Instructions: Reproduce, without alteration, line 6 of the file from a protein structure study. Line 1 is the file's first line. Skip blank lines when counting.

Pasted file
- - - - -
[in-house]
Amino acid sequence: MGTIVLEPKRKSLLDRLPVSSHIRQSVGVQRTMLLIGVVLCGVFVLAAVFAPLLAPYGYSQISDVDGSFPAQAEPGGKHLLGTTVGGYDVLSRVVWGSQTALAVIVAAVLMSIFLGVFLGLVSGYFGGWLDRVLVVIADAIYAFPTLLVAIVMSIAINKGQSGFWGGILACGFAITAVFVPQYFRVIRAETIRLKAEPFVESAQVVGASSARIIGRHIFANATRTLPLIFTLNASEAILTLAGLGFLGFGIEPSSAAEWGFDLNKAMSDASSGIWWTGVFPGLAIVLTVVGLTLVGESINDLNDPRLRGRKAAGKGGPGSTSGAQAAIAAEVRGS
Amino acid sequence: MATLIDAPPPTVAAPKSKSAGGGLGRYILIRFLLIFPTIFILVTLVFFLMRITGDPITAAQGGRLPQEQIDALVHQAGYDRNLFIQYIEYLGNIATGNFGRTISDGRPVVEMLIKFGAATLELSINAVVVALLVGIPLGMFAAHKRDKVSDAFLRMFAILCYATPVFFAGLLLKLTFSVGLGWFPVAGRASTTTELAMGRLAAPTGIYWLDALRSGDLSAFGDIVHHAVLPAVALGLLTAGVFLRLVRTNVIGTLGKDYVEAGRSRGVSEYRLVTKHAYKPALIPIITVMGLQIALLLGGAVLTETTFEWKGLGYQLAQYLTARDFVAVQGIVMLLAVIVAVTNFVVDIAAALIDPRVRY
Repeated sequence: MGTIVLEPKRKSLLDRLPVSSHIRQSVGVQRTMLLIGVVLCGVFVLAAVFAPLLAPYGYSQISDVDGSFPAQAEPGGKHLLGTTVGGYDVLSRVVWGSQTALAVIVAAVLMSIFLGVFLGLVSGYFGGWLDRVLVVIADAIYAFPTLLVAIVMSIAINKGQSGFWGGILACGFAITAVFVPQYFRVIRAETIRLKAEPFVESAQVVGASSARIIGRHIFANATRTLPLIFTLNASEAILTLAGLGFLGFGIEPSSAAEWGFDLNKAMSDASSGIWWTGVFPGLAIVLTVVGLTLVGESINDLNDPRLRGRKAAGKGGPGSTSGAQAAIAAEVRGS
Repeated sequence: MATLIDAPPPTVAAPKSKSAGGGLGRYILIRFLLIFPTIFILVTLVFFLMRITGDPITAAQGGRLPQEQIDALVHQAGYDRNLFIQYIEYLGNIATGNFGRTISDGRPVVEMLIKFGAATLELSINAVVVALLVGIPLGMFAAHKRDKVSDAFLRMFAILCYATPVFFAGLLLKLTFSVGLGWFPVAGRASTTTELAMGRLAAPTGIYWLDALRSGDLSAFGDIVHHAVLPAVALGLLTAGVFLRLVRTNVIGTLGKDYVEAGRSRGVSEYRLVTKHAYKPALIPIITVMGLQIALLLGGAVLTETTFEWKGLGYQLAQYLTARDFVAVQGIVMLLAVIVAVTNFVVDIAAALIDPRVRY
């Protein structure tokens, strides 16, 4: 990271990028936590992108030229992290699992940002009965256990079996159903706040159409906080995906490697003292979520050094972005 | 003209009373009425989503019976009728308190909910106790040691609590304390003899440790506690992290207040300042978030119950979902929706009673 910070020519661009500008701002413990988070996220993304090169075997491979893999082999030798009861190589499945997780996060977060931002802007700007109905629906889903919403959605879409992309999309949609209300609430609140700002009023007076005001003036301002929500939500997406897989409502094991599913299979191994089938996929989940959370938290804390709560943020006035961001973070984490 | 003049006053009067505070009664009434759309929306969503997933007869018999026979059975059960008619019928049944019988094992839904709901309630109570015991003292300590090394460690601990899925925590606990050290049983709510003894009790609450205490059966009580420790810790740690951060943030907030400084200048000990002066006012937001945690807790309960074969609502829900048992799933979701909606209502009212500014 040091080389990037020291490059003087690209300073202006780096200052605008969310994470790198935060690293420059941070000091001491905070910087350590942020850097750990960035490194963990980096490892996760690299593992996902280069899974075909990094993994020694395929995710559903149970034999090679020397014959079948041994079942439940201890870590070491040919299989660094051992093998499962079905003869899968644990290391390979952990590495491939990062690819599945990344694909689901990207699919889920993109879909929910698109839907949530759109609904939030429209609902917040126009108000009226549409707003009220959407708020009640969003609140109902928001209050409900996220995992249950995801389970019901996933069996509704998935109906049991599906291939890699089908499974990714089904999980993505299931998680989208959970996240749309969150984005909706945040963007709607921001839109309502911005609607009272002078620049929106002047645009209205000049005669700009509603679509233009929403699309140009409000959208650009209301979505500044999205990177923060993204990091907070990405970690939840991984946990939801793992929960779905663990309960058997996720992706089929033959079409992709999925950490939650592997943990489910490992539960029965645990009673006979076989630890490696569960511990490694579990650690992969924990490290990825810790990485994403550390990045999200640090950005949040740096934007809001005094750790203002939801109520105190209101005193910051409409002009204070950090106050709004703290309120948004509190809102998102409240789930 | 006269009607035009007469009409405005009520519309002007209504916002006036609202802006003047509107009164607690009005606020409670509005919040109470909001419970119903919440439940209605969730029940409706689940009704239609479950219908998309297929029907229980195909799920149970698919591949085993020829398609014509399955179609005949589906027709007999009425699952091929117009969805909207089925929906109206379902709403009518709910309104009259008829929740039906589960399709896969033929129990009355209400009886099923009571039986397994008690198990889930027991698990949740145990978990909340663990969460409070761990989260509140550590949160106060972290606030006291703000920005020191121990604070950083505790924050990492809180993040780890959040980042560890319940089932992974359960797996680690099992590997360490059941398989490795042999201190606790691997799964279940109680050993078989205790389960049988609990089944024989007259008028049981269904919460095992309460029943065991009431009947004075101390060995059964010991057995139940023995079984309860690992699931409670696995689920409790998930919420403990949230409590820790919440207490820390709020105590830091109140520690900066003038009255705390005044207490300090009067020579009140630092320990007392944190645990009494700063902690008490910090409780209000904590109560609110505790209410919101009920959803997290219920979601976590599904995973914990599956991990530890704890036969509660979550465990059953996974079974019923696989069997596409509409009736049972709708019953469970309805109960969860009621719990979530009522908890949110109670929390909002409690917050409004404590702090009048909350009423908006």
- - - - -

């Protein structure tokens, strides 16, 4: 990271990028936590992108030229992290699992940002009965256990079996159903706040159409906080995906490697003292979520050094972005 | 003209009373009425989503019976009728308190909910106790040691609590304390003899440790506690992290207040300042978030119950979902929706009673 910070020519661009500008701002413990988070996220993304090169075997491979893999082999030798009861190589499945997780996060977060931002802007700007109905629906889903919403959605879409992309999309949609209300609430609140700002009023007076005001003036301002929500939500997406897989409502094991599913299979191994089938996929989940959370938290804390709560943020006035961001973070984490 | 003049006053009067505070009664009434759309929306969503997933007869018999026979059975059960008619019928049944019988094992839904709901309630109570015991003292300590090394460690601990899925925590606990050290049983709510003894009790609450205490059966009580420790810790740690951060943030907030400084200048000990002066006012937001945690807790309960074969609502829900048992799933979701909606209502009212500014 040091080389990037020291490059003087690209300073202006780096200052605008969310994470790198935060690293420059941070000091001491905070910087350590942020850097750990960035490194963990980096490892996760690299593992996902280069899974075909990094993994020694395929995710559903149970034999090679020397014959079948041994079942439940201890870590070491040919299989660094051992093998499962079905003869899968644990290391390979952990590495491939990062690819599945990344694909689901990207699919889920993109879909929910698109839907949530759109609904939030429209609902917040126009108000009226549409707003009220959407708020009640969003609140109902928001209050409900996220995992249950995801389970019901996933069996509704998935109906049991599906291939890699089908499974990714089904999980993505299931998680989208959970996240749309969150984005909706945040963007709607921001839109309502911005609607009272002078620049929106002047645009209205000049005669700009509603679509233009929403699309140009409000959208650009209301979505500044999205990177923060993204990091907070990405970690939840991984946990939801793992929960779905663990309960058997996720992706089929033959079409992709999925950490939650592997943990489910490992539960029965645990009673006979076989630890490696569960511990490694579990650690992969924990490290990825810790990485994403550390990045999200640090950005949040740096934007809001005094750790203002939801109520105190209101005193910051409409002009204070950090106050709004703290309120948004509190809102998102409240789930 | 006269009607035009007469009409405005009520519309002007209504916002006036609202802006003047509107009164607690009005606020409670509005919040109470909001419970119903919440439940209605969730029940409706689940009704239609479950219908998309297929029907229980195909799920149970698919591949085993020829398609014509399955179609005949589906027709007999009425699952091929117009969805909207089925929906109206379902709403009518709910309104009259008829929740039906589960399709896969033929129990009355209400009886099923009571039986397994008690198990889930027991698990949740145990978990909340663990969460409070761990989260509140550590949160106060972290606030006291703000920005020191121990604070950083505790924050990492809180993040780890959040980042560890319940089932992974359960797996680690099992590997360490059941398989490795042999201190606790691997799964279940109680050993078989205790389960049988609990089944024989007259008028049981269904919460095992309460029943065991009431009947004075101390060995059964010991057995139940023995079984309860690992699931409670696995689920409790998930919420403990949230409590820790919440207490820390709020105590830091109140520690900066003038009255705390005044207490300090009067020579009140630092320990007392944190645990009494700063902690008490910090409780209000904590109560609110505790209410919101009920959803997290219920979601976590599904995973914990599956991990530890704890036969509660979550465990059953996974079974019923696989069997596409509409009736049972709708019953469970309805109960969860009621719990979530009522908890949110109670929390909002409690917050409004404590702090009048909350009423908006």